Re: Dangerous Thoughts

J. R. Molloy (
Wed, 29 Sep 1999 07:03:17 -0700

Brian Keavey wrote,

> The best solution to the problem of dangerous questions might be to put
>them on hold. Archive raw data relating to them, but don't do actual
>studies until the question has become quite trivial.

That sounds too much like forestalling information about an iceberg until a safer time arrives. Rather like postponing news about the Titannic's gaping hole until the information no longer alarms passengers. I think it better to find out as soon as possible whether research data may have importance now, rather than to put it off until it no longer matters. That defeats the purpose of research.

>In other words, wait until biotech, nanotech, etc. have advanced enough &
>are widely enough available to equalize any disparity in question, then use
>the archived data, along with voluntary "control naturals" to study the
>formerly "dangerous" questions.

The problem with that is "dangerous" questions may become even more dangerous rather than less dangerous, and we can't know without doing the necessary research. Without valid research data, the potential danger of particular questions remains entirely speculative. I'd rather base policy issues on information collected from solid research instead of guessing what might happen if we just sweep the issues under the rug or pretend it doesn't matter because it seems to volatile now. Procrastination seems childish in such matters, and postponement may actually make matters worse.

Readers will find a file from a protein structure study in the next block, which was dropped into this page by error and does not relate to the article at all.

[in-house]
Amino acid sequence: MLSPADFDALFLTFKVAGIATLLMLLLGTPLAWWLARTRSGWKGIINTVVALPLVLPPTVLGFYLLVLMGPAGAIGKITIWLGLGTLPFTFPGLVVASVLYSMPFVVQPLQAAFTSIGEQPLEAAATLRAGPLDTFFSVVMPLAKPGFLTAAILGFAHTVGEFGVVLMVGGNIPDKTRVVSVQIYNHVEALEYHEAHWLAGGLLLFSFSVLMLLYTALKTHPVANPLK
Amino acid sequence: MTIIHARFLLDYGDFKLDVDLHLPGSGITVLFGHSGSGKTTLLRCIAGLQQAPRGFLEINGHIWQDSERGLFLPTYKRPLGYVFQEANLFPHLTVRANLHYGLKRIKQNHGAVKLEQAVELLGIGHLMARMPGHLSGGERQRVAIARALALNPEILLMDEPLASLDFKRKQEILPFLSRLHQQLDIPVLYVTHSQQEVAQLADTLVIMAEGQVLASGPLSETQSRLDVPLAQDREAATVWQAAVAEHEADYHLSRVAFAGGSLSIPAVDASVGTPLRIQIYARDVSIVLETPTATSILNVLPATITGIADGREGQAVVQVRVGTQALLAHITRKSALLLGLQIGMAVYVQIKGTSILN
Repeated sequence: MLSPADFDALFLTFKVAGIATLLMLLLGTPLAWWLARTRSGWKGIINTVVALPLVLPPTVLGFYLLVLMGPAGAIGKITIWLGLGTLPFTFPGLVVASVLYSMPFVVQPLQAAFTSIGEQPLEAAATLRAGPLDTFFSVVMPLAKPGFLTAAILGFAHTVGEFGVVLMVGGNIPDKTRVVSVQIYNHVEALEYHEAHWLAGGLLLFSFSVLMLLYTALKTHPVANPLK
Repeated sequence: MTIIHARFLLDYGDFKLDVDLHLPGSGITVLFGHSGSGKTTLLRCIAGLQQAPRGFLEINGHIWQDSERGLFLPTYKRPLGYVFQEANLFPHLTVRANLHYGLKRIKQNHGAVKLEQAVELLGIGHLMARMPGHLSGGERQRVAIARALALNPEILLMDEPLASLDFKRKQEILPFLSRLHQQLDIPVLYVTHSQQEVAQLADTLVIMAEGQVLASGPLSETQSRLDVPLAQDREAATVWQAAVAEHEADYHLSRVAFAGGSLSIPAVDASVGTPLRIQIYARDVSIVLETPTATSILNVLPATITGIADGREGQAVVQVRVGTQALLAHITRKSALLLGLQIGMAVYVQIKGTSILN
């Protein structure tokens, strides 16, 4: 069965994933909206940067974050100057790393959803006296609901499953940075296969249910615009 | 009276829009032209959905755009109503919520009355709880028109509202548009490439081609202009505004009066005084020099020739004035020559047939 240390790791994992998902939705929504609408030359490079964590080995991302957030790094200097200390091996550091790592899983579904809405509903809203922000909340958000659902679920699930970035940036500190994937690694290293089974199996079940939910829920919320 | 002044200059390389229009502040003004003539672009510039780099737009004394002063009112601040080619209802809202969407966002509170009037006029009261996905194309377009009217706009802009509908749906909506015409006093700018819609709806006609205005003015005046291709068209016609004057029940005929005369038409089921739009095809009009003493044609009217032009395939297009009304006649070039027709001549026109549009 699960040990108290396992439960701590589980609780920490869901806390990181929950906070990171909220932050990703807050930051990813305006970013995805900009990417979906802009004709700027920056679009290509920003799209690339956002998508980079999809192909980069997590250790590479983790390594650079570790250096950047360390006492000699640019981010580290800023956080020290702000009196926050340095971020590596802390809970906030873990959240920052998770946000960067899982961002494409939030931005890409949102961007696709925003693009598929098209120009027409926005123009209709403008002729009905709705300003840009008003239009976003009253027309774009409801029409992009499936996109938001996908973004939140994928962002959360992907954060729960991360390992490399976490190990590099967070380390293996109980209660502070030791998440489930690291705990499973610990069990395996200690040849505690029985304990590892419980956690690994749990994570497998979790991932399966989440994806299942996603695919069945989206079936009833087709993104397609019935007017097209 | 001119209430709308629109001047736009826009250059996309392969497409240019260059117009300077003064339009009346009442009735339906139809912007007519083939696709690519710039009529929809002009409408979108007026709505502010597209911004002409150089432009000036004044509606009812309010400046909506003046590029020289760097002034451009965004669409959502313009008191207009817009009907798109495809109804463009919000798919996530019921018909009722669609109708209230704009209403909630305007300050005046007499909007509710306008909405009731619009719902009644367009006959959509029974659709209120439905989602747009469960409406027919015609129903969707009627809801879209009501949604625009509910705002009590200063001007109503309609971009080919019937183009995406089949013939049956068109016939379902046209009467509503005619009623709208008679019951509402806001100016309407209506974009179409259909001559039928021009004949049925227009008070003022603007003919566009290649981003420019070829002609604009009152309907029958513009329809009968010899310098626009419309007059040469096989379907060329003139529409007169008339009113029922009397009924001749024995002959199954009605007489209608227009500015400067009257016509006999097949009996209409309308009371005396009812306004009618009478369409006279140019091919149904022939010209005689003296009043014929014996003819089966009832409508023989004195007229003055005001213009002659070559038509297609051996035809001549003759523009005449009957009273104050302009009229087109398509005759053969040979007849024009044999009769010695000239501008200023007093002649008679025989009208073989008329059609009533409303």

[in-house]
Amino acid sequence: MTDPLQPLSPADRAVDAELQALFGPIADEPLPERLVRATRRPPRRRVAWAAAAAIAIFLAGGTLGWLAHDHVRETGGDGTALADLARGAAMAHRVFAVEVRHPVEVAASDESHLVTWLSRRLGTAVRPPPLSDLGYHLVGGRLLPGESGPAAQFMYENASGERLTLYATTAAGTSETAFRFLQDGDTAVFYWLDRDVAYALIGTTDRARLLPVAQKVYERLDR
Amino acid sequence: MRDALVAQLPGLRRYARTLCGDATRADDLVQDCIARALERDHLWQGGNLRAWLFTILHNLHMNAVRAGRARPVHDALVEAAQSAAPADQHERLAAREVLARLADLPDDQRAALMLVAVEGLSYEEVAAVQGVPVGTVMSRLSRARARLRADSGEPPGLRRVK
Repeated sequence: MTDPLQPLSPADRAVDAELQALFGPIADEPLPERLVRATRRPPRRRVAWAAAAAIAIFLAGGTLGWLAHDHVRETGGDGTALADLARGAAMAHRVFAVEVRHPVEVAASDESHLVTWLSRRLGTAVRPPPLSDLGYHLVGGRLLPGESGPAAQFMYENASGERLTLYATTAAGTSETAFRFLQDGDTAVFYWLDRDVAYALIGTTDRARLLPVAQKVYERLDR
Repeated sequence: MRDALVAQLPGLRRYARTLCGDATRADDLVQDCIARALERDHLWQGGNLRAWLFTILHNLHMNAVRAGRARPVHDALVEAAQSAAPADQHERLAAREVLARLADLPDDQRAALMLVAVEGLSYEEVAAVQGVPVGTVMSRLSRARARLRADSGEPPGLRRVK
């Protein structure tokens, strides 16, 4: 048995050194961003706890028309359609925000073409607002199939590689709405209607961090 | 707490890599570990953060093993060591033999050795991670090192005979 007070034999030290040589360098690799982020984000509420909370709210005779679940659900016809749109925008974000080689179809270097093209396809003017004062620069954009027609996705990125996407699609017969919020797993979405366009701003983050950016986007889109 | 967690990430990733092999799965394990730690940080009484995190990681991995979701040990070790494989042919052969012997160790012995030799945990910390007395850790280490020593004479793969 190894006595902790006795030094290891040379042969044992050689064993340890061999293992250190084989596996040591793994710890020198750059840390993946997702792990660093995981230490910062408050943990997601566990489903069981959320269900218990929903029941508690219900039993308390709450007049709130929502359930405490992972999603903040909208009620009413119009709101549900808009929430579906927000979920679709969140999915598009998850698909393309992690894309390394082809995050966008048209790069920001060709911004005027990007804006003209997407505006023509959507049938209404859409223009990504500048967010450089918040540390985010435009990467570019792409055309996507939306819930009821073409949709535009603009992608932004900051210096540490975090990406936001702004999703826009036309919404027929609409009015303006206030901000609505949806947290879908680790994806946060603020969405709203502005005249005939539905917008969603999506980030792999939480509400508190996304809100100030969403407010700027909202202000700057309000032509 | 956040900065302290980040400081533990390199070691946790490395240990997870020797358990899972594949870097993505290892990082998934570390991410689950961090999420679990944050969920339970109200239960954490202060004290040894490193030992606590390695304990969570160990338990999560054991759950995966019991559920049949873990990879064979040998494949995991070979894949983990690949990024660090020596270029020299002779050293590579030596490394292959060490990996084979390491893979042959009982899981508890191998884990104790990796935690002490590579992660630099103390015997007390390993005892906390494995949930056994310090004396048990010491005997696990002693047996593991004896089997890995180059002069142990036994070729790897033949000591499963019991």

> As for "policy", the above idea could be combined with a ban on the use
>of any tax dollars at any level of "government" to any activity that hinges
>on answering "dangerous" questions. Thus we can start putting our favorite
>mythical pet, "Leviathin", on a much-needed starvation diet.

I think what we need to put on a starvation diet correlates to the superstitions and myths which keep people from conducting science.

> Who knows...people might get so used to their favorite things being done
>without the "government's" involvement, and so happy at the resulting
>acceptance of diversity, choice, and innovative eccentricity that they
>just decide to leave those studies undone forever...or maybe let some grad
>student work the data over to do an unusual thesis.

I think this ignores the irresponsibility of failing to do research which defines diversity. Innovative eccentricity doesn't enter into it, because what matters in scientific research relates to accuracy, not eccentricity.

--J. R.

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